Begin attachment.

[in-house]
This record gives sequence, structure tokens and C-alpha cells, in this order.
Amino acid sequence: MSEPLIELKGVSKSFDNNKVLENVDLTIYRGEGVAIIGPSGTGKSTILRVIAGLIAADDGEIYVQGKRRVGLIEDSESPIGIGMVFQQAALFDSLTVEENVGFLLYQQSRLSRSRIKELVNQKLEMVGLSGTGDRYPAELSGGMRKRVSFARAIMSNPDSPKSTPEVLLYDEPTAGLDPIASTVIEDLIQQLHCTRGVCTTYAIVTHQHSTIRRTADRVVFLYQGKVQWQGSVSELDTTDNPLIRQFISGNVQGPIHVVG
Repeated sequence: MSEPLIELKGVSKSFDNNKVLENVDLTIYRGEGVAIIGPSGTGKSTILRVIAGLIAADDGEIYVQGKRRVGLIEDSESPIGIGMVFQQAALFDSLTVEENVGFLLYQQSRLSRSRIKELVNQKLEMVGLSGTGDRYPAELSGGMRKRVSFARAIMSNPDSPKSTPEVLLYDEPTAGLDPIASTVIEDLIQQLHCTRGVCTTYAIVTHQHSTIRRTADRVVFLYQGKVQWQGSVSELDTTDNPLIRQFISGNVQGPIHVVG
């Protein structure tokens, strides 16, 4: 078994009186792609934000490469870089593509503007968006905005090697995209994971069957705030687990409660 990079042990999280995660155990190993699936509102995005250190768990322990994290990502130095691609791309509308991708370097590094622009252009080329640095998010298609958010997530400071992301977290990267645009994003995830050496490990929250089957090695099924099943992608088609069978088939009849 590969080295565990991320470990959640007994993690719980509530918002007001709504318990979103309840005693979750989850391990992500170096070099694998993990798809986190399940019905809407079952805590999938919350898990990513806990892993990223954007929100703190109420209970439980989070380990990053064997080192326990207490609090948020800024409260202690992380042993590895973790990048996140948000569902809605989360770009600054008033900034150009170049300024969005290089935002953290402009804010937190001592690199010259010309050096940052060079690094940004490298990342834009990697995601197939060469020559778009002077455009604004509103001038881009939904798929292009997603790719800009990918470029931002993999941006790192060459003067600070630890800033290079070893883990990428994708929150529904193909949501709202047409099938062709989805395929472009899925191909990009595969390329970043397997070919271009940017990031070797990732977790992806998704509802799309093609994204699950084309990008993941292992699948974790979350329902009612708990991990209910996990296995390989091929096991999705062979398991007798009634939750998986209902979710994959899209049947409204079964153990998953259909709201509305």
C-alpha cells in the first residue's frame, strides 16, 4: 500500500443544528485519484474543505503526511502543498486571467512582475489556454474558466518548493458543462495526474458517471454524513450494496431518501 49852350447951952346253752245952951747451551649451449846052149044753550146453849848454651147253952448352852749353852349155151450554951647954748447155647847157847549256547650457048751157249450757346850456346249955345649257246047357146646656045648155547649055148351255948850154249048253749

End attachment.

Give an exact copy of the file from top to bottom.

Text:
[in-house]
This record gives sequence, structure tokens and C-alpha cells, in this order.
Amino acid sequence: MSEPLIELKGVSKSFDNNKVLENVDLTIYRGEGVAIIGPSGTGKSTILRVIAGLIAADDGEIYVQGKRRVGLIEDSESPIGIGMVFQQAALFDSLTVEENVGFLLYQQSRLSRSRIKELVNQKLEMVGLSGTGDRYPAELSGGMRKRVSFARAIMSNPDSPKSTPEVLLYDEPTAGLDPIASTVIEDLIQQLHCTRGVCTTYAIVTHQHSTIRRTADRVVFLYQGKVQWQGSVSELDTTDNPLIRQFISGNVQGPIHVVG
Repeated sequence: MSEPLIELKGVSKSFDNNKVLENVDLTIYRGEGVAIIGPSGTGKSTILRVIAGLIAADDGEIYVQGKRRVGLIEDSESPIGIGMVFQQAALFDSLTVEENVGFLLYQQSRLSRSRIKELVNQKLEMVGLSGTGDRYPAELSGGMRKRVSFARAIMSNPDSPKSTPEVLLYDEPTAGLDPIASTVIEDLIQQLHCTRGVCTTYAIVTHQHSTIRRTADRVVFLYQGKVQWQGSVSELDTTDNPLIRQFISGNVQGPIHVVG
């Protein structure tokens, strides 16, 4: 078994009186792609934000490469870089593509503007968006905005090697995209994971069957705030687990409660 990079042990999280995660155990190993699936509102995005250190768990322990994290990502130095691609791309509308991708370097590094622009252009080329640095998010298609958010997530400071992301977290990267645009994003995830050496490990929250089957090695099924099943992608088609069978088939009849 590969080295565990991320470990959640007994993690719980509530918002007001709504318990979103309840005693979750989850391990992500170096070099694998993990798809986190399940019905809407079952805590999938919350898990990513806990892993990223954007929100703190109420209970439980989070380990990053064997080192326990207490609090948020800024409260202690992380042993590895973790990048996140948000569902809605989360770009600054008033900034150009170049300024969005290089935002953290402009804010937190001592690199010259010309050096940052060079690094940004490298990342834009990697995601197939060469020559778009002077455009604004509103001038881009939904798929292009997603790719800009990918470029931002993999941006790192060459003067600070630890800033290079070893883990990428994708929150529904193909949501709202047409099938062709989805395929472009899925191909990009595969390329970043397997070919271009940017990031070797990732977790992806998704509802799309093609994204699950084309990008993941292992699948974790979350329902009612708990991990209910996990296995390989091929096991999705062979398991007798009634939750998986209902979710994959899209049947409204079964153990998953259909709201509305």
C-alpha cells in the first residue's frame, strides 16, 4: 500500500443544528485519484474543505503526511502543498486571467512582475489556454474558466518548493458543462495526474458517471454524513450494496431518501 49852350447951952346253752245952951747451551649451449846052149044753550146453849848454651147253952448352852749353852349155151450554951647954748447155647847157847549256547650457048751157249450757346850456346249955345649257246047357146646656045648155547649055148351255948850154249048253749